A fascinating experiment in higher education is taking place in the USA. It all centres on Purdue University, located in deepest Indiana. Presided over by former Governor Mitch Daniels, they’ve devised a system for funding students through universities without private or government loans. The programme is called Back a Boiler (based on ‘Boilermaker’, the nickname given to Purdue students), and the device it uses is the Income-Sharing Agreement (ISA).
In the ISA, Purdue Research Council provides money towards the student’s tuition, in return for receiving a percentage of the student’s post-graduate income annually for a set number of years. The numbers vary based on expected return; Computer Science graduates would pay 2.57% of pre-tax income over 7.3 years for $10,000. An English graduate would pay 4.52% for 9.7 years. Notably, more than 60 courses are represented in Purdue ISA users – the differing rates clearly aren’t prohibitive to debt-averse students, though they may make future students consider more carefully which degree will serve them best. Purdue caps possible repayment rates at 15%, and it’s noteworthy that average repayment rates on ISAs are lower than for most federal government student loans.
The programme hasn’t been in place long enough for it to be clear how large the returns Purdue Research Council makes on ISAs will be. Further, ISAs are theoretically dischargeable in the event of bankruptcy, which student loans aren’t. Other questions around the legal mechanism for ensuring repayment, and the potential demotivating effect on increased earnings, also exist, but the latter could be cleared up easily in a national programme and the latter by taking the time for data to emerge.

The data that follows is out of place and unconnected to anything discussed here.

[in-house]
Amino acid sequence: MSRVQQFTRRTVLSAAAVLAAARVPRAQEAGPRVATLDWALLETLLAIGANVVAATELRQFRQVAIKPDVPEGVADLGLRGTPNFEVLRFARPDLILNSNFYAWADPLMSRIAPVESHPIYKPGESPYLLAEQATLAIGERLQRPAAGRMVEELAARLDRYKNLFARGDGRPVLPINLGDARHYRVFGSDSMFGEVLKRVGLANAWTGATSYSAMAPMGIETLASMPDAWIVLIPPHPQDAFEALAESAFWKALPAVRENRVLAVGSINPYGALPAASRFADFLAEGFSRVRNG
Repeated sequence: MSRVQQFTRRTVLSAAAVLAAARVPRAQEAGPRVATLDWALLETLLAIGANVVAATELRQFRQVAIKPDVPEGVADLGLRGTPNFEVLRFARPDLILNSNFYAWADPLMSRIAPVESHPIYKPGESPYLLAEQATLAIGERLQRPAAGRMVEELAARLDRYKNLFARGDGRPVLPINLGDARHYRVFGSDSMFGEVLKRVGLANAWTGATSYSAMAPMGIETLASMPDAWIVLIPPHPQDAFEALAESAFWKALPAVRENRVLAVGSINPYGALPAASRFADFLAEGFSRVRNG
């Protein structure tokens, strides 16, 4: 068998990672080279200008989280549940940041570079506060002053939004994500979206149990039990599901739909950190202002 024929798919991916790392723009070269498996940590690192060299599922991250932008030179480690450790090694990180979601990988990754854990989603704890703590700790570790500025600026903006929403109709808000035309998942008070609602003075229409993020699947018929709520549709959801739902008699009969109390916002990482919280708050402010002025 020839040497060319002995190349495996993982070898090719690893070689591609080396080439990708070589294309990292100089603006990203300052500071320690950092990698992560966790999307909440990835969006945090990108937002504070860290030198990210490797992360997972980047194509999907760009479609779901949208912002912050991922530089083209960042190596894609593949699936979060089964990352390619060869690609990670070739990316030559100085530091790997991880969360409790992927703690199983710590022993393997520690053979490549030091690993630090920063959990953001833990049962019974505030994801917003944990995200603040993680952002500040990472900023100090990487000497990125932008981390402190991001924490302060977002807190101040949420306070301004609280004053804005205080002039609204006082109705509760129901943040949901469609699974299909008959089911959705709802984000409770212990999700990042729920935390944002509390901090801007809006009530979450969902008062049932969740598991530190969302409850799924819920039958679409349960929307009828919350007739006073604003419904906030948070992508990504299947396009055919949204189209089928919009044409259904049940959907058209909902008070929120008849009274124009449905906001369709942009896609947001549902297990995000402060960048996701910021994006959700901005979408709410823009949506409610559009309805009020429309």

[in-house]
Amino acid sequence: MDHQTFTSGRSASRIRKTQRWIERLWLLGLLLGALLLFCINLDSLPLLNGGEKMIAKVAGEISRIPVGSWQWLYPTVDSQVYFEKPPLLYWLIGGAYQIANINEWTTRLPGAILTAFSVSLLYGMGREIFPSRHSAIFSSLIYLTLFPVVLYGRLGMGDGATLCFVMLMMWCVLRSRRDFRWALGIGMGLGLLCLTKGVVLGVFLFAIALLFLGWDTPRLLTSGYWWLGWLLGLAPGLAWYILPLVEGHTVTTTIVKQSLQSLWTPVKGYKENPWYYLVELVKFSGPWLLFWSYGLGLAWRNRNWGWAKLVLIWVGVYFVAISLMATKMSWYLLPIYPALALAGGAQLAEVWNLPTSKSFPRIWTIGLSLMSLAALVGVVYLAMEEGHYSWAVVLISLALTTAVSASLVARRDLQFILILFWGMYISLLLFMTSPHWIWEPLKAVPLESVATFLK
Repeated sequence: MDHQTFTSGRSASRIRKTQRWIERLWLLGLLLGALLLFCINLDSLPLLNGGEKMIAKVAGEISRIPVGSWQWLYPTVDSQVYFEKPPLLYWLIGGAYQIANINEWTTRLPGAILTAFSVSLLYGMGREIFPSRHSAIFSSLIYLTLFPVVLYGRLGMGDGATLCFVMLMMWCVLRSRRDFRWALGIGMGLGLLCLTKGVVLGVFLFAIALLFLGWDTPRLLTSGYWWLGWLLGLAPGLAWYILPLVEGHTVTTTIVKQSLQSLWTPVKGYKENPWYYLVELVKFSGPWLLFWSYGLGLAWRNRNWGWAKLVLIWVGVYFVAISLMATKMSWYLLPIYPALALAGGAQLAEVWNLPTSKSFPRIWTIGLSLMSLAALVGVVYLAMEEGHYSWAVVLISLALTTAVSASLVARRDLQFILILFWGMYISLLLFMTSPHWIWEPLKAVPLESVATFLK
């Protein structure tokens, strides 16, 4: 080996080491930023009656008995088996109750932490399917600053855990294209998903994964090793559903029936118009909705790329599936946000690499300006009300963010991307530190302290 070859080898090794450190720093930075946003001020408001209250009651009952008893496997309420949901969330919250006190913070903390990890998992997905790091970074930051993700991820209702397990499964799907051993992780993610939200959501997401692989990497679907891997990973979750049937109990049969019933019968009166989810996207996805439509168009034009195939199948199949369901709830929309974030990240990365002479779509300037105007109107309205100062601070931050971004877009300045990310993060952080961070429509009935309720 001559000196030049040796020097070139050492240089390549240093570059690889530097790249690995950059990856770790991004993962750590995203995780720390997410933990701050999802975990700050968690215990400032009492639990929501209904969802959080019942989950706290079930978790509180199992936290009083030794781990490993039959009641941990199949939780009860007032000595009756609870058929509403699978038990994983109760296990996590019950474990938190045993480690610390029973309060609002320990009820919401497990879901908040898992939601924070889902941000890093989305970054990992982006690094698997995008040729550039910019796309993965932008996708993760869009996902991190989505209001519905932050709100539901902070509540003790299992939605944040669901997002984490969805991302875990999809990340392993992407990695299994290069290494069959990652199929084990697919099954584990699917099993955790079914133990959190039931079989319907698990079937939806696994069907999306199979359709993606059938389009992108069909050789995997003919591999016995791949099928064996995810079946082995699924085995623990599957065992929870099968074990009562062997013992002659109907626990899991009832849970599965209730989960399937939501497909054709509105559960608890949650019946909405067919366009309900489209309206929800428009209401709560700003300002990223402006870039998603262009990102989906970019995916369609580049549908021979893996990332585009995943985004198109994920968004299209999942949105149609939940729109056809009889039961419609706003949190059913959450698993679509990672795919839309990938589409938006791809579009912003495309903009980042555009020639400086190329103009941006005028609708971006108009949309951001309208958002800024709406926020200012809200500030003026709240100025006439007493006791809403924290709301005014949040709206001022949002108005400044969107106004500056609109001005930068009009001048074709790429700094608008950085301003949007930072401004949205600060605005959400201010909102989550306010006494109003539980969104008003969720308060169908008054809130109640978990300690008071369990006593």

If it does transpire to be successful, it could be revolutionary. It could let students leave University with far less or no debt. It could see students paying notably less for their university experience overall. It could provide an interesting and valuable new investment, boosting hard-working savers and pensioners. It could provide greater choice all round. All this, too, without requiring the taxpayer to stump up for uncertain gains.
There’s no reason, should it work, that it shouldn’t be an option for students in the UK. With reasonable legal limits on how many years and the maximum repayment rate, and providers competing with one another to find students up for ISAs, they would provide a viable alternative to just taking out student loans. In giving more options to students, reducing personal debt, expanding investment options for savers and likely saving the taxpayer money, it has the potential to be a win for everyone. It would also, notably, expand the role of the private sector in investing in our future.
We may be getting ahead of ourselves. We’ve yet to see if it works in Purdue, after all. Nonetheless, those interested in innovative approaches to funding student through higher education, from Washington to London and beyond, should watch with interest a small University in deepest Indiana.
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